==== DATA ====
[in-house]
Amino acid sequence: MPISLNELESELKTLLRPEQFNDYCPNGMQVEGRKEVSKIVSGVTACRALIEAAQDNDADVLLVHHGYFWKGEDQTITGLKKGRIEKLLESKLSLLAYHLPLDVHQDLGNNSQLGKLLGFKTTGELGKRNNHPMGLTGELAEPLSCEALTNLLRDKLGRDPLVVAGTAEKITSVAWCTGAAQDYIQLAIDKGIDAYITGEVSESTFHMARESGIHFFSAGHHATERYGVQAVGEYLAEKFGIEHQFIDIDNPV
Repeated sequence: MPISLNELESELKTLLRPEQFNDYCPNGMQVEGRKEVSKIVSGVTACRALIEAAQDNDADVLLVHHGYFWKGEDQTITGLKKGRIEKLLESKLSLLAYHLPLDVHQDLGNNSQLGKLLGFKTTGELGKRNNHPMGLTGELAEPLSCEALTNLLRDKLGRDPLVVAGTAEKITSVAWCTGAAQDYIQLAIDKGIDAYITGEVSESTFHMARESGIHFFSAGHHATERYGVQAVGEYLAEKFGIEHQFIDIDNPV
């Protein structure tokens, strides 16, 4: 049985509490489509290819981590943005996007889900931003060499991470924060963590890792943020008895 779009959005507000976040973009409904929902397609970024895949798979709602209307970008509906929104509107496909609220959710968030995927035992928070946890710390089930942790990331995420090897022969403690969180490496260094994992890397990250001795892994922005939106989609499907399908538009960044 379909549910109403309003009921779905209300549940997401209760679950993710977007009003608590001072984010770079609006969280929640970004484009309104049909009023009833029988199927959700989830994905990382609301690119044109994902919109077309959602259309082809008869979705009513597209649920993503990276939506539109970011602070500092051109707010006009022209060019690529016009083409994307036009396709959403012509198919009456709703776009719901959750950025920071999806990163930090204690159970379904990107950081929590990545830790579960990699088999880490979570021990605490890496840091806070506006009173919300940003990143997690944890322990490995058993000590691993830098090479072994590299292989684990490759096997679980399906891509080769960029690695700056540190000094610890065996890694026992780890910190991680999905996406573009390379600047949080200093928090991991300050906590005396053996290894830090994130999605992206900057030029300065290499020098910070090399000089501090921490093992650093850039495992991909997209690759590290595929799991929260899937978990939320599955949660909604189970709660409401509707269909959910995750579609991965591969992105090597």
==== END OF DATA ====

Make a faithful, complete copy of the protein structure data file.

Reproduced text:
[in-house]
Amino acid sequence: MPISLNELESELKTLLRPEQFNDYCPNGMQVEGRKEVSKIVSGVTACRALIEAAQDNDADVLLVHHGYFWKGEDQTITGLKKGRIEKLLESKLSLLAYHLPLDVHQDLGNNSQLGKLLGFKTTGELGKRNNHPMGLTGELAEPLSCEALTNLLRDKLGRDPLVVAGTAEKITSVAWCTGAAQDYIQLAIDKGIDAYITGEVSESTFHMARESGIHFFSAGHHATERYGVQAVGEYLAEKFGIEHQFIDIDNPV
Repeated sequence: MPISLNELESELKTLLRPEQFNDYCPNGMQVEGRKEVSKIVSGVTACRALIEAAQDNDADVLLVHHGYFWKGEDQTITGLKKGRIEKLLESKLSLLAYHLPLDVHQDLGNNSQLGKLLGFKTTGELGKRNNHPMGLTGELAEPLSCEALTNLLRDKLGRDPLVVAGTAEKITSVAWCTGAAQDYIQLAIDKGIDAYITGEVSESTFHMARESGIHFFSAGHHATERYGVQAVGEYLAEKFGIEHQFIDIDNPV
């Protein structure tokens, strides 16, 4: 049985509490489509290819981590943005996007889900931003060499991470924060963590890792943020008895 779009959005507000976040973009409904929902397609970024895949798979709602209307970008509906929104509107496909609220959710968030995927035992928070946890710390089930942790990331995420090897022969403690969180490496260094994992890397990250001795892994922005939106989609499907399908538009960044 379909549910109403309003009921779905209300549940997401209760679950993710977007009003608590001072984010770079609006969280929640970004484009309104049909009023009833029988199927959700989830994905990382609301690119044109994902919109077309959602259309082809008869979705009513597209649920993503990276939506539109970011602070500092051109707010006009022209060019690529016009083409994307036009396709959403012509198919009456709703776009719901959750950025920071999806990163930090204690159970379904990107950081929590990545830790579960990699088999880490979570021990605490890496840091806070506006009173919300940003990143997690944890322990490995058993000590691993830098090479072994590299292989684990490759096997679980399906891509080769960029690695700056540190000094610890065996890694026992780890910190991680999905996406573009390379600047949080200093928090991991300050906590005396053996290894830090994130999605992206900057030029300065290499020098910070090399000089501090921490093992650093850039495992991909997209690759590290595929799991929260899937978990939320599955949660909604189970709660409401509707269909959910995750579609991965591969992105090597």